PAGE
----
So, silence. What to do about silence? Massimo Faggioli writes about Amoris Laetitia,
There is almost complete silence on homosexuality; only paragraphs 250 and 251 in Chapter 6 address it, and only with what amounts to a restatement from the Catechism . . . .
Some people are applauding the silence of this exhortation on the family about queer human beings: Congratulate yourseves, LGBTQ folks, that the pope didn't say the nasty things he might have said about you! There's no language of disorder here. You've gotten off light in this papal document, haven't you?
Some commentators want to pretend that queer people are, many of us, appalled at being treated in this dismissive way because we seriously expected the pope to alter church regulations about who may or may not marry — because we expected Pope Francis to bless same-sex marriage. When clearly our real concern is to be treated with dignity and respect for a change, the kind of dignity and respect that acts as if we are there in the room when our lives are parsed by official Catholic moral discourse . . . . When we'd like to have secure jobs in Catholic institutions as those institutions natter on about human rights and mercy and justice while firing us right and left . . . .
What to make of that "almost complete silence on homosexuality" (which is to say, on homosexual human beings and homosexual human lives) in this papal document about the joy of love? Here's my take: I knew that this would be the tack the document would take — almost complete silence about LGBTQ human beings — when I read Father Thomas Reese's prep notes about the exhortation in National Catholic Reporter. Those prep notes prepared me to know in advance that this document would, with the blessing of liberal Catholic commentators like Tom Reese, continue the very old and disreputable Catholic tack of treating LGBTQ human beings as if we are simply not there as the joy of love and family life are discussed.
I assess this silence very differently than do those who want to convince me that I'm lucky this papal statement about love and family life treats me as invisible — since it might have said ugly things about me. I perceive this kind of silence — the pretense that people are not there as fundamental human matters like love and family are discussed — as the kind of silence that erases groups of human beings from the record of human history.
This kind of silence pretends that people are not in the room as we talk about noble things like welcome and healing and love and mercy and justice. This is the sort of silence that allows officials using it as a rhetorical and disciplinary tool invisibilizing some human beings to pretend that they're acting justly and kindly as they reduce the humanity of those made invisible to . . . nothing.
This kind of silence powerfully serves the needs of those who want to remain on top, to remain empowered, to refuse to entertain the justifiable questions of those on whose backs their power is built, by pretending that they simply are not there to be talked with. That the pastoral leaders of the Catholic church keep trying this tack with the collusion of liberal Catholic thinkers (Tom Reese, e.g.) and, frequently, with the embarrassing applause of queer Catholics hungry for any scrap of kindness from the hierarchical table is shameful in the extreme. It betrays a lack of real vision for the future of the Catholic church — which requires it to break with the dysfunctional patterns that have so seriously evacuated it of moral authority in the abuse crisis, if it expects to have any sort of future at all.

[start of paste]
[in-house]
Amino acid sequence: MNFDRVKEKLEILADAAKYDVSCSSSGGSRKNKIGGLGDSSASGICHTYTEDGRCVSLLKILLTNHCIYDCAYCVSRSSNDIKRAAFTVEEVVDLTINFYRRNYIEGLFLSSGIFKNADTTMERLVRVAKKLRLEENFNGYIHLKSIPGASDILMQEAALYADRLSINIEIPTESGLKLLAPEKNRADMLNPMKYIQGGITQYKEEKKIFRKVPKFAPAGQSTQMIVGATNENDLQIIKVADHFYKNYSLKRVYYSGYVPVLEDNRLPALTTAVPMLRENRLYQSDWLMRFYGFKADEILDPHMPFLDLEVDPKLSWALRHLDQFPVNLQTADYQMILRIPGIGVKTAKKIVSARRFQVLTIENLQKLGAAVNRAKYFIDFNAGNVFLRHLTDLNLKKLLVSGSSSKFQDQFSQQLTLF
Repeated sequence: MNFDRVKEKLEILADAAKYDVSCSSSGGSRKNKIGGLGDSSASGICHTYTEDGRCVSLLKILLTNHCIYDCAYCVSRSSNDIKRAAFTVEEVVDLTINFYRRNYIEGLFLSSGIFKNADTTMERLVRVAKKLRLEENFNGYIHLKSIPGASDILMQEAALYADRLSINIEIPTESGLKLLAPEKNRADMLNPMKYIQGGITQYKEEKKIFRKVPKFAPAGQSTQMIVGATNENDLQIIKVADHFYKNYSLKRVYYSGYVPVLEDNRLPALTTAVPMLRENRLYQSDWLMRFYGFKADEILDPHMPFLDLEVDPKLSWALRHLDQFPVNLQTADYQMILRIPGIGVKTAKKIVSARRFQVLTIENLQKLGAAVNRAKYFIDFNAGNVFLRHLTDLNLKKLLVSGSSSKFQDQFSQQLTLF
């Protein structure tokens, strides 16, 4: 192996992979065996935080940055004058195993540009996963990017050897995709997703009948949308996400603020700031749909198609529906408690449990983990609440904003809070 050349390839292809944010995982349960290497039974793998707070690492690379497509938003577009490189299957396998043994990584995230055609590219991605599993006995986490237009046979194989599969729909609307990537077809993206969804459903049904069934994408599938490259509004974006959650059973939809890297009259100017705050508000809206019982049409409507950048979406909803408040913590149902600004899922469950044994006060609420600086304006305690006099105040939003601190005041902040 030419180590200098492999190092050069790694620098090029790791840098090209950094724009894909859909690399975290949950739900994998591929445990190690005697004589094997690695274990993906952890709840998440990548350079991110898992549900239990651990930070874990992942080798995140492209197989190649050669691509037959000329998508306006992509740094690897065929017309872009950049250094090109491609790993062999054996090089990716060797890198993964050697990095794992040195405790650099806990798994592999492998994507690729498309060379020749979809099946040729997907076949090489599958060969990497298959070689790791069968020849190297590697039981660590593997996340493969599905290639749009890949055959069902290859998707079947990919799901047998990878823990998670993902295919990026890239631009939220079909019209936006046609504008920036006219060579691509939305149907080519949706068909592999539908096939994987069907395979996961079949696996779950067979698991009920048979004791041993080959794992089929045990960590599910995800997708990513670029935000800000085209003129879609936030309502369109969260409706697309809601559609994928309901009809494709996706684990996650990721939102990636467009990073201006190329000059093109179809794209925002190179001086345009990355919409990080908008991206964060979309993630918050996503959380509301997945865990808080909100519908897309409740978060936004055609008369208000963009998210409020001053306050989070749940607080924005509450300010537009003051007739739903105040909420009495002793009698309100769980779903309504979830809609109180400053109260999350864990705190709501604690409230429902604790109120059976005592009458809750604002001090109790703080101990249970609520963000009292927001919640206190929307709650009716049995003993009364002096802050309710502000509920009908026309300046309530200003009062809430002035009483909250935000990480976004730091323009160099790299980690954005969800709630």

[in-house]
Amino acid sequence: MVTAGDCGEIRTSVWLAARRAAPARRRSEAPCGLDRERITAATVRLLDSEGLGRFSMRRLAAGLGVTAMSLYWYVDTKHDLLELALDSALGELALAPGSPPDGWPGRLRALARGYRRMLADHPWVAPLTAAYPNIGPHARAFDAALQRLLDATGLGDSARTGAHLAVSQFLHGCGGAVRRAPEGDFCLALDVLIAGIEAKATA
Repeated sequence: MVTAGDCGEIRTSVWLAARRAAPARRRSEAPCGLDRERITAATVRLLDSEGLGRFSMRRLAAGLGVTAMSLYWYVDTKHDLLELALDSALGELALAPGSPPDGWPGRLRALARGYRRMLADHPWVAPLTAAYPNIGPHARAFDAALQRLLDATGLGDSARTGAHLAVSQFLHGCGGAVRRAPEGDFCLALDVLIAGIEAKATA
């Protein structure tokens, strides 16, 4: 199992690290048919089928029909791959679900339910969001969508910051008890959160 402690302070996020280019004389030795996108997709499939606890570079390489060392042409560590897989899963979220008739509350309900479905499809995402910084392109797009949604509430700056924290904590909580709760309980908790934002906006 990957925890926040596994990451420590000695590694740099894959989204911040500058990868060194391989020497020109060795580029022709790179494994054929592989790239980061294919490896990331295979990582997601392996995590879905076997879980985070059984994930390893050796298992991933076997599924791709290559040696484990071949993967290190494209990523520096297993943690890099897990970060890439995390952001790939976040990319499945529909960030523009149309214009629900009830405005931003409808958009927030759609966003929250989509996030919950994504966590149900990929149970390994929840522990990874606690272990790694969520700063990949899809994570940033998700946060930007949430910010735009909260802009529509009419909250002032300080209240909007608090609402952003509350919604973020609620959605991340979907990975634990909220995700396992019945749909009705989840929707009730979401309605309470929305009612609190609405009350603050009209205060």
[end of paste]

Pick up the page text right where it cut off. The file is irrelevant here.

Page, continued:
As I consider Massimo Faggioli's statement that Amoris Laetitia is almost totally silent about homosexual human beings and homosexual human lives, I think of the testimony of church historian Diarmaid MacCulloch in his book Silence: A Christian History (NY: Penguin, 2013):
Power is often sustained by distortions of truth or reality, particularly when power takes the form of claiming a monopoly on truth. It is hardly surprising, then, that Christianity's most lasting and powerful monarchy, the papacy, has gathered to itself more silences of shame and distortion of the truth than other sources of authority in the Christian tradition (p. 6).
The history of Christianity is full of things casually or deliberately forgotten, or left unsaid, in order to shape the future of a Church or Churches. Institutions religious or secular create their own silences, by exclusions and by shared assumptions, which change over time. Such silences are often at the expense of many of the people who could be thought of as actually constituting the Church; institutional needs outweigh individual needs. Some are conscious silences of shame and fear at the institution of the Church not living up to its own standards of truth and compassion; and there has often been a particular pain meted out to those who make the silences end. Life is rarely comfortable for the little boy who says that the emperor has no clothes (p. 191).
And I wonder, as I think about this kind of silence that MacCulloch knows so well as a gay man who grew up in an Anglican parsonage — I wonder why even queer Catholics are so eager right now to praise what Amoris Laetitia does not say about queer human beings, and to welcome this statement as some radically new overture to humane treatment of LGBTQ human beings in the Catholic church. Nothing about this papal document (at least, insofar as commentary I'm reading indicates) undercuts the "right" of Catholic institutions to continue firing LGBTQ employees right and left, at will. Nothing about the document undercuts the "right" of men to treat women as lesser than, as bound by biological determination to serve males. Nothing about it undercuts the male-entitled heterosexist assumptions around which the male-entitled heterosexist (and, often, pretend-heterosexual) Catholic club is organized.
Why are many of us celebrating?